Bill Haywood was the remaining leader of the Wobblies/the Western Federation, and held the group together. He was a very imposing figure and commanded attention. A miner, union organiser, and socialist, he despised the conservative labor philosophy the AFl used. He promoted the concept of an all-inclusive union. He eventually fled to the Soviet Union and married. Joe Hill (Swedish American singer + labor organizer) is a man turned martyr, a labor organiser who was executed by firing squad when framed for murder. His last words were written to Hayward, calling for him to organise; his martyrdom ensured that the idea of a classless society would not die.
Political Machines and Corruption
urban political machines developed (local committeemen and district captains led by a political boss), distribute food, coal and money to the poor
where workers (often immigrants, like the Chinese) in the big cities were forced to live which created sanitation problems
Poo, sewage, and sanitation
lots of problems such as health issues and sanitation issues. ex. chronic problem of impure water, water diseases such as: Cholera, typhoid, and yellow fever.
Sanitation reform: replaced horses with electric streetcars.
Later on flush toilets, sewer systems, and public water became available.
Ellis Island
opened doors to "huge masses of the world." It served as a refuge for new immigrants, many of whom did not know English and escaped native land because of bad living conditions, political reasons etc.
Angel Island
WEST COAST, Chinese immigrants needed to pass through this island as it was opened up to process Asians after the Chinese Exclusion Act was instilled.
Immigrants took flight from famine or lack of opportunity in their native lands, as well as existing racial/religious/political persecution.
Big businesses sent out recruiting agents and tempting propaganda to entice immigrants into migrating; the Contract Labour Act was passed, in which the federal government would pay for an immigrant's passage to America. This was because Industries sought cheap/contract labor (immigrants from Europe, slaves, jews,etc.)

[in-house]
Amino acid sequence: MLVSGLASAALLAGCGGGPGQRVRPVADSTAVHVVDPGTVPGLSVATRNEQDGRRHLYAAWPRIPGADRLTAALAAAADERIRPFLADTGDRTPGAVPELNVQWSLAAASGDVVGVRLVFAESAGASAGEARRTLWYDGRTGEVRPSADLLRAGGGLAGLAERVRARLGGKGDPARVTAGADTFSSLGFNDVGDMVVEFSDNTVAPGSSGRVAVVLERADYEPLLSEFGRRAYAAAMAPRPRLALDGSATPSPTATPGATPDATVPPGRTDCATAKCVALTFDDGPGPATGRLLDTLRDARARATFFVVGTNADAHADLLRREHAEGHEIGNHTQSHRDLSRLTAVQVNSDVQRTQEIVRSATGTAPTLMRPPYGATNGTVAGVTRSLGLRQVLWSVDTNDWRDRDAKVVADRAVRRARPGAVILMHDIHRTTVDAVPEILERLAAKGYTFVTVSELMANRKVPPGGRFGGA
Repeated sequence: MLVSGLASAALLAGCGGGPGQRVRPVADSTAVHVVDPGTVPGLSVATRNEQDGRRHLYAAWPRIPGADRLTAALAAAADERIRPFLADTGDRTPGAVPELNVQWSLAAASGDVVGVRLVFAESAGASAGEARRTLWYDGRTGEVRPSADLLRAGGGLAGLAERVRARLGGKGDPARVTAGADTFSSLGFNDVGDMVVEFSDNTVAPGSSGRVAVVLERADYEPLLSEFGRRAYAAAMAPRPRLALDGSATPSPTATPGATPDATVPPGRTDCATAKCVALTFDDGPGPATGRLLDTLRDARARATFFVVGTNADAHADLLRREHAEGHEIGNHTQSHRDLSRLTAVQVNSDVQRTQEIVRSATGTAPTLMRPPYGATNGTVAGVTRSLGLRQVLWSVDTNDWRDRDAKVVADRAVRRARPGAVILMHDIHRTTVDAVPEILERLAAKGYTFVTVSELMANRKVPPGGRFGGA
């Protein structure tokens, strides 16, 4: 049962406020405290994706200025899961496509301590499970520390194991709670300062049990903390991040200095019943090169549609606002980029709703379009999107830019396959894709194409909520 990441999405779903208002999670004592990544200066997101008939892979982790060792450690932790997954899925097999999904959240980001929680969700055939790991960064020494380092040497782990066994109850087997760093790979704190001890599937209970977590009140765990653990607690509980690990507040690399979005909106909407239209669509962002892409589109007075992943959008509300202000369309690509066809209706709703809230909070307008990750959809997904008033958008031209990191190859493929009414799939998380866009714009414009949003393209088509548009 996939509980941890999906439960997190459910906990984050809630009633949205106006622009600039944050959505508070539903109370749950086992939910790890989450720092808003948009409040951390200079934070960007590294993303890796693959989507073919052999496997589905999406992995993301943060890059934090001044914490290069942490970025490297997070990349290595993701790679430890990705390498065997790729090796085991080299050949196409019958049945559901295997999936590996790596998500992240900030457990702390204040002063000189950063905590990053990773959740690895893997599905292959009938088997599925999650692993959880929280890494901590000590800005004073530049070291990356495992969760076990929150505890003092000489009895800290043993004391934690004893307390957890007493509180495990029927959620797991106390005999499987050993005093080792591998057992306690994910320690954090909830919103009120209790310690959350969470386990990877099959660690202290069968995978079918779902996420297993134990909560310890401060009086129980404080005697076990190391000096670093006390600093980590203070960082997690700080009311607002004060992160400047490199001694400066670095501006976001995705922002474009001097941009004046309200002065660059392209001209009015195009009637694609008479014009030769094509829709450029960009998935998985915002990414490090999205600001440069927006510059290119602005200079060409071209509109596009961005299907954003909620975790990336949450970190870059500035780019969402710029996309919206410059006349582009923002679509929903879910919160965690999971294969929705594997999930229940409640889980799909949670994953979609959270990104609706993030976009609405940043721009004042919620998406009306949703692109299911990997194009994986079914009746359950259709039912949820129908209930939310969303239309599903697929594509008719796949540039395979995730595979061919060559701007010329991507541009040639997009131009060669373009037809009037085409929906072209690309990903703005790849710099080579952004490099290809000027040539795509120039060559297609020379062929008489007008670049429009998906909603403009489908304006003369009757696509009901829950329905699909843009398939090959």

Sandlot Incident
a meeting to express sympathy for railroad strikers ended with attacks on passing Chinese, chinese were scapegoats for white laborers
Chinese Exclusion Act
first fed law to restrict immigration on basis of race (shut door to chinese immigrants for 10 years). It came out of the fact that the Chinese were not white, not Christian, and many illiterate, and thought to be stealing industrial jobs (for example, working on the Central Pacific Rails). Denis Kearney is an Irish immigrant that organized Workingmen's Party of CA to end chinese immigration
Cable Act: White women lose citizenship for marrying foreign men
Special Taxes: Cannot testify against white people
Progressives, Policies and Presidents
crusaded against abuses of urban political bosses and corporate robber barons, goals of democracy, honest and efficient govt, biz regulation, social justice (populism as a catalyst)
Reporters that exposed the populists and achieved support for the progressives
Progressive Policies
power of democracy (direct primary and nomination of candidates by vote of all party members, south dakota adopted initiative and referendum for direct voting), efficiency (authority in a board of elected head of city departments, and idea of a city manager running municipal govt), regulation of corporations (laissez faire and letting companies work it out, socialist, trust busting), social justice (charities, women's temperance union, child labor, triangle shirtwaist factory fire in New York City), prohibition